In our second installment of the topic ‘Women in Finance’, Joyce Njeri speaks to women in senior positions in accountancy and finance industry, to assess their views on gender-representation on corporate boards…
IN TODAY’s global marketplace, corporations play a significant role in the structure of the economy.
It is due to recognition of this fact that recently, in an effort to combat some of the issues preventing women from reaching senior leadership positions, the Prime Minister and Vice President of the UAE His Highness Sheikh Mohammed bin Rashid Al Maktoum issued a decree to make representation of women in companies’ boards compulsory.
Various research studies have shown that although women are making inroads in lower- and middle-management positions, they are significantly under-represented in the C-suite level for many of the most successful companies.
Would having gender diversity in company management make any difference in the financial characteristics of companies?
A recent analysis by Credit Suisse revealed that having women on corporate boards helped to enhance companies’ bottom line and further expand profits. In testing the performance of 2,360 companies globally over the last six years, the report shows that it would on average have been better to have invested in corporates with women on their management boards than in those without.
Although the proportion of women at board level generally remains very low, the study observes that that is changing, as governments intervention in this area has increased, particularly in the past five years. Besides the UAE, seven countries have passed legislation mandating female board representation and eight have set non-mandatory targets.
So what factors are impeding women’s advancement to senior finance leadership positions?
Accountant Middle East set out to find the encumbrances that deter the female gender from breaking through the corporate glass ceiling.
Career path for women
For Susie Isaacson, the ACCA Middle East Head of UAE, lack of a finance background strongly daunts chances of climbing to the top echelons of power.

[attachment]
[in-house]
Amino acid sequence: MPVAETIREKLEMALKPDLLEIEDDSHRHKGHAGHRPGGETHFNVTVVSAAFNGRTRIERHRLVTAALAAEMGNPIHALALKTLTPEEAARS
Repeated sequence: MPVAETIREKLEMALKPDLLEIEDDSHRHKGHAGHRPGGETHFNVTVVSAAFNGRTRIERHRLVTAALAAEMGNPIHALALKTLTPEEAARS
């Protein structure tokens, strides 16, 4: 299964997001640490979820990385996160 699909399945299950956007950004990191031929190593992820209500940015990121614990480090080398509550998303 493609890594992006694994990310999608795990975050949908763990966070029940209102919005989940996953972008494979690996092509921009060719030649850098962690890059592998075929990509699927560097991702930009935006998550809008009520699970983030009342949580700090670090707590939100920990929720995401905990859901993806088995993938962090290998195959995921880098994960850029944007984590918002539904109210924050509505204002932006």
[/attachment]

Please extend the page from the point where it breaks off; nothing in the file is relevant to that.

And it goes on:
“We recently released a study that shows there is strong evidence that it is definitely an advantage having a financial background or qualification, in getting onto a board,” she says, adding “to get there, you have to have the knowledge, and confidence to show it, to be able to be a part of the boardroom conversations and help shape the company.”
Titled ‘Women in finance: a springboard to corporate board positions?’ the ACCA study shows that proportionally, women appear more successful in attaining executive roles when they have a financial background.
Bringing together new findings, plus existing research into the differences between men and women when it comes to access to the boardroom, the report reveals that finance offers a clear career path for women, especially within professional services firms.
Deepa Chandrashekar says having a financial background would only add weight to the boardroom conversation.
“What every boardroom really needs are talented individuals who have a thorough understanding of reporting responsibility and an ethical tone that creates a culture of compliance and ethical behaviour in the organisation,” she says, adding that “knowledge of financials and how they operate is only a tool that aids in making better decisions. It perhaps allows women to more easily interact with their male counterparts in what is a predominantly male dominated financial market.”
Deepa works for Qatar Petroleum, a state owned oil and gas firm in a senior management accounting role. In addition, she is also a member of the Qatar Advisory Committee of ACCA.
Breaking down stereotypes
The ACCA research also reveals that women appear to have been more successful in reaching the most senior jobs through the function of finance and this may have implications for other functions when looking to encourage the progression of female talent.
“A certain level of financial acumen is necessary for all board directors,” says Dr Ruth Sealy, Deputy Director of the Cranfield International Centre for Women Leaders and co-author of the ACCA report.
“For women, having a finance qualification or functional background helps to break down some persistent stereotypes about their competence, giving them credibility, legitimacy and a common language that allows them to join the conversation of the boards,” she adds.
One issue though that elicited cynical reaction is the setting aside of quotas to increase women numbers on corporate boards.
According to Susie, ACCA believes that the solution to increase women’s participation is not necessarily through legislation, quotas and targets, “but through practical steps that could make a substantive difference.”
“So the decision by His Highness was clearly a practical solution which has been introduced to bring about change. Such practical steps can only be welcomed,” she added.